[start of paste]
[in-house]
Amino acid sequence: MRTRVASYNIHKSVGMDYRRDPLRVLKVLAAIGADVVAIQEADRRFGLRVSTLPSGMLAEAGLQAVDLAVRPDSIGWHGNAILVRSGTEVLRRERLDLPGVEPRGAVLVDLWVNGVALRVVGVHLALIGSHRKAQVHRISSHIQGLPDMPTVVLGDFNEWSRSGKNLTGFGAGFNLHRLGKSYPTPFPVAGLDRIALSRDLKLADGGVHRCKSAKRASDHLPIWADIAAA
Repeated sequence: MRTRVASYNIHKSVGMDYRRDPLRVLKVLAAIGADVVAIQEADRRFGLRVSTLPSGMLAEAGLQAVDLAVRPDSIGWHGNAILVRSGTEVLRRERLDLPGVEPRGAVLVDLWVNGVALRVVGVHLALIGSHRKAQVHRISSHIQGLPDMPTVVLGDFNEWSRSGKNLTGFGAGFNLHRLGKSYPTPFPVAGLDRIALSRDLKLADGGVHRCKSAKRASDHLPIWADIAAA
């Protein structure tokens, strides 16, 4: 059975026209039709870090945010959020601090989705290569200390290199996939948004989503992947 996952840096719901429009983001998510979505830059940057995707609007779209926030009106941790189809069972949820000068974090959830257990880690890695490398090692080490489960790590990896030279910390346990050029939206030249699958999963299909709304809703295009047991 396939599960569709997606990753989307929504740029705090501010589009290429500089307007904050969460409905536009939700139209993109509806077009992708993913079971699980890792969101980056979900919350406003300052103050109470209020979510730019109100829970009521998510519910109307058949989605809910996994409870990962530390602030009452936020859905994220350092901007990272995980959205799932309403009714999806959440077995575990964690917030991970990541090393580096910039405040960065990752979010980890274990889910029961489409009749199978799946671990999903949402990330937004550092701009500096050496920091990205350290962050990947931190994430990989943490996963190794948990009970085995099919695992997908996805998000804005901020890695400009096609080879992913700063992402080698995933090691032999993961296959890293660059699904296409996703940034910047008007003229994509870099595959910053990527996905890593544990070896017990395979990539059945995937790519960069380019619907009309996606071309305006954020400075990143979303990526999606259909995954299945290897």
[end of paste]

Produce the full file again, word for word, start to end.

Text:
[in-house]
Amino acid sequence: MRTRVASYNIHKSVGMDYRRDPLRVLKVLAAIGADVVAIQEADRRFGLRVSTLPSGMLAEAGLQAVDLAVRPDSIGWHGNAILVRSGTEVLRRERLDLPGVEPRGAVLVDLWVNGVALRVVGVHLALIGSHRKAQVHRISSHIQGLPDMPTVVLGDFNEWSRSGKNLTGFGAGFNLHRLGKSYPTPFPVAGLDRIALSRDLKLADGGVHRCKSAKRASDHLPIWADIAAA
Repeated sequence: MRTRVASYNIHKSVGMDYRRDPLRVLKVLAAIGADVVAIQEADRRFGLRVSTLPSGMLAEAGLQAVDLAVRPDSIGWHGNAILVRSGTEVLRRERLDLPGVEPRGAVLVDLWVNGVALRVVGVHLALIGSHRKAQVHRISSHIQGLPDMPTVVLGDFNEWSRSGKNLTGFGAGFNLHRLGKSYPTPFPVAGLDRIALSRDLKLADGGVHRCKSAKRASDHLPIWADIAAA
């Protein structure tokens, strides 16, 4: 059975026209039709870090945010959020601090989705290569200390290199996939948004989503992947 996952840096719901429009983001998510979505830059940057995707609007779209926030009106941790189809069972949820000068974090959830257990880690890695490398090692080490489960790590990896030279910390346990050029939206030249699958999963299909709304809703295009047991 396939599960569709997606990753989307929504740029705090501010589009290429500089307007904050969460409905536009939700139209993109509806077009992708993913079971699980890792969101980056979900919350406003300052103050109470209020979510730019109100829970009521998510519910109307058949989605809910996994409870990962530390602030009452936020859905994220350092901007990272995980959205799932309403009714999806959440077995575990964690917030991970990541090393580096910039405040960065990752979010980890274990889910029961489409009749199978799946671990999903949402990330937004550092701009500096050496920091990205350290962050990947931190994430990989943490996963190794948990009970085995099919695992997908996805998000804005901020890695400009096609080879992913700063992402080698995933090691032999993961296959890293660059699904296409996703940034910047008007003229994509870099595959910053990527996905890593544990070896017990395979990539059945995937790519960069380019619907009309996606071309305006954020400075990143979303990526999606259909995954299945290897």